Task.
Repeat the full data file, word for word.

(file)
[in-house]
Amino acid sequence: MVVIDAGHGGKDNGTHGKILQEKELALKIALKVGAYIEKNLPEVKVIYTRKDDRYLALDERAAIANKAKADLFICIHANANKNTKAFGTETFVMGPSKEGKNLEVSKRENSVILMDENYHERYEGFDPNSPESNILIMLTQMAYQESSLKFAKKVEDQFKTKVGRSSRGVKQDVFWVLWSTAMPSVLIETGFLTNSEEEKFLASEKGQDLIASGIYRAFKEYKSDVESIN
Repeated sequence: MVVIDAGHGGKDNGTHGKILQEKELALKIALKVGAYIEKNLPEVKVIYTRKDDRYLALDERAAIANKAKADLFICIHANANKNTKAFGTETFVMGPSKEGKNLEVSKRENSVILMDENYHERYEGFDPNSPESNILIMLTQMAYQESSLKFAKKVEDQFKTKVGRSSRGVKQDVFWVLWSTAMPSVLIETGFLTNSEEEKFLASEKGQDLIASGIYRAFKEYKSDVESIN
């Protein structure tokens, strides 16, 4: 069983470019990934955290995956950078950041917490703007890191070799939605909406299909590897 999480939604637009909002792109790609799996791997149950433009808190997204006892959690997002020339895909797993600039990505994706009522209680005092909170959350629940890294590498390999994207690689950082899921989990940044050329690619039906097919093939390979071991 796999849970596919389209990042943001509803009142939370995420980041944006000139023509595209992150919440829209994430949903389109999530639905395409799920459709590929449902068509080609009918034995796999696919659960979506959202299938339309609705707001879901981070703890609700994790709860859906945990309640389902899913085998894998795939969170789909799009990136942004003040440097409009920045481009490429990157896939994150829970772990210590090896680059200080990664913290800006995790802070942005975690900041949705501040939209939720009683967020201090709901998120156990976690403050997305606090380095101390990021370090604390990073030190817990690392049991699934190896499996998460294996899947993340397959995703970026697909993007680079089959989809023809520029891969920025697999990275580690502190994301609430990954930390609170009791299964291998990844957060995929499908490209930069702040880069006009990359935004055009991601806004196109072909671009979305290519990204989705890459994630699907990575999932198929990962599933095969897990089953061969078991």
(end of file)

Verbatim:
[in-house]
Amino acid sequence: MVVIDAGHGGKDNGTHGKILQEKELALKIALKVGAYIEKNLPEVKVIYTRKDDRYLALDERAAIANKAKADLFICIHANANKNTKAFGTETFVMGPSKEGKNLEVSKRENSVILMDENYHERYEGFDPNSPESNILIMLTQMAYQESSLKFAKKVEDQFKTKVGRSSRGVKQDVFWVLWSTAMPSVLIETGFLTNSEEEKFLASEKGQDLIASGIYRAFKEYKSDVESIN
Repeated sequence: MVVIDAGHGGKDNGTHGKILQEKELALKIALKVGAYIEKNLPEVKVIYTRKDDRYLALDERAAIANKAKADLFICIHANANKNTKAFGTETFVMGPSKEGKNLEVSKRENSVILMDENYHERYEGFDPNSPESNILIMLTQMAYQESSLKFAKKVEDQFKTKVGRSSRGVKQDVFWVLWSTAMPSVLIETGFLTNSEEEKFLASEKGQDLIASGIYRAFKEYKSDVESIN
């Protein structure tokens, strides 16, 4: 069983470019990934955290995956950078950041917490703007890191070799939605909406299909590897 999480939604637009909002792109790609799996791997149950433009808190997204006892959690997002020339895909797993600039990505994706009522209680005092909170959350629940890294590498390999994207690689950082899921989990940044050329690619039906097919093939390979071991 796999849970596919389209990042943001509803009142939370995420980041944006000139023509595209992150919440829209994430949903389109999530639905395409799920459709590929449902068509080609009918034995796999696919659960979506959202299938339309609705707001879901981070703890609700994790709860859906945990309640389902899913085998894998795939969170789909799009990136942004003040440097409009920045481009490429990157896939994150829970772990210590090896680059200080990664913290800006995790802070942005975690900041949705501040939209939720009683967020201090709901998120156990976690403050997305606090380095101390990021370090604390990073030190817990690392049991699934190896499996998460294996899947993340397959995703970026697909993007680079089959989809023809520029891969920025697999990275580690502190994301609430990954930390609170009791299964291998990844957060995929499908490209930069702040880069006009990359935004055009991601806004196109072909671009979305290519990204989705890459994630699907990575999932198929990962599933095969897990089953061969078991």